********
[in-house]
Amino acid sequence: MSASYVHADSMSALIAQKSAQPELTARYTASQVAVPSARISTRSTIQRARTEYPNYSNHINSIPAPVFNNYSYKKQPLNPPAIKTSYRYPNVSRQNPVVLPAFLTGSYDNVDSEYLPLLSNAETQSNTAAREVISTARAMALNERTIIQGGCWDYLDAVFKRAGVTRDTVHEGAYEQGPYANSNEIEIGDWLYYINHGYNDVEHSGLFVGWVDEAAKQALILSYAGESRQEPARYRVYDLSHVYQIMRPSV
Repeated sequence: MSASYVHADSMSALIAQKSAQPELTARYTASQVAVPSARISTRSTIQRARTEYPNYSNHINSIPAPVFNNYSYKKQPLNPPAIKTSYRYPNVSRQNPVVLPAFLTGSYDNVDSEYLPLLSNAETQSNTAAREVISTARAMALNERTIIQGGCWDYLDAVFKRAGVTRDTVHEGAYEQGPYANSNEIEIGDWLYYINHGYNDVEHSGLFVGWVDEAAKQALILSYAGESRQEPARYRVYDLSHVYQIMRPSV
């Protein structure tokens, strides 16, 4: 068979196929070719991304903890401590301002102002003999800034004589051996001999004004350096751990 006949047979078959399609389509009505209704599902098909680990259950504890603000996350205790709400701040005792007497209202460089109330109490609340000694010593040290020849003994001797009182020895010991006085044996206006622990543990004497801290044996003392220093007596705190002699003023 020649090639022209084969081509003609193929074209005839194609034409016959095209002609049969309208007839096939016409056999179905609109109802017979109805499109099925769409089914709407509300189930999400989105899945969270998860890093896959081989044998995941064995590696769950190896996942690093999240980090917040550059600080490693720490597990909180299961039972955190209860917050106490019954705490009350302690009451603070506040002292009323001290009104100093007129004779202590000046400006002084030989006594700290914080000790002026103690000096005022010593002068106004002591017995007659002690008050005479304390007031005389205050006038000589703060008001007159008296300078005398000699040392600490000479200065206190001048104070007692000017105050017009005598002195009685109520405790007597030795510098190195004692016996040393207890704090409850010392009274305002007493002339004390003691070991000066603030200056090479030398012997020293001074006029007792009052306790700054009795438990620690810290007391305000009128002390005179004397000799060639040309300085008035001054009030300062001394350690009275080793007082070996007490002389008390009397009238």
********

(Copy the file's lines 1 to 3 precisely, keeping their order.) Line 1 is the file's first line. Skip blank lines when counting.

[in-house]
Amino acid sequence: MSASYVHADSMSALIAQKSAQPELTARYTASQVAVPSARISTRSTIQRARTEYPNYSNHINSIPAPVFNNYSYKKQPLNPPAIKTSYRYPNVSRQNPVVLPAFLTGSYDNVDSEYLPLLSNAETQSNTAAREVISTARAMALNERTIIQGGCWDYLDAVFKRAGVTRDTVHEGAYEQGPYANSNEIEIGDWLYYINHGYNDVEHSGLFVGWVDEAAKQALILSYAGESRQEPARYRVYDLSHVYQIMRPSV
Repeated sequence: MSASYVHADSMSALIAQKSAQPELTARYTASQVAVPSARISTRSTIQRARTEYPNYSNHINSIPAPVFNNYSYKKQPLNPPAIKTSYRYPNVSRQNPVVLPAFLTGSYDNVDSEYLPLLSNAETQSNTAAREVISTARAMALNERTIIQGGCWDYLDAVFKRAGVTRDTVHEGAYEQGPYANSNEIEIGDWLYYINHGYNDVEHSGLFVGWVDEAAKQALILSYAGESRQEPARYRVYDLSHVYQIMRPSV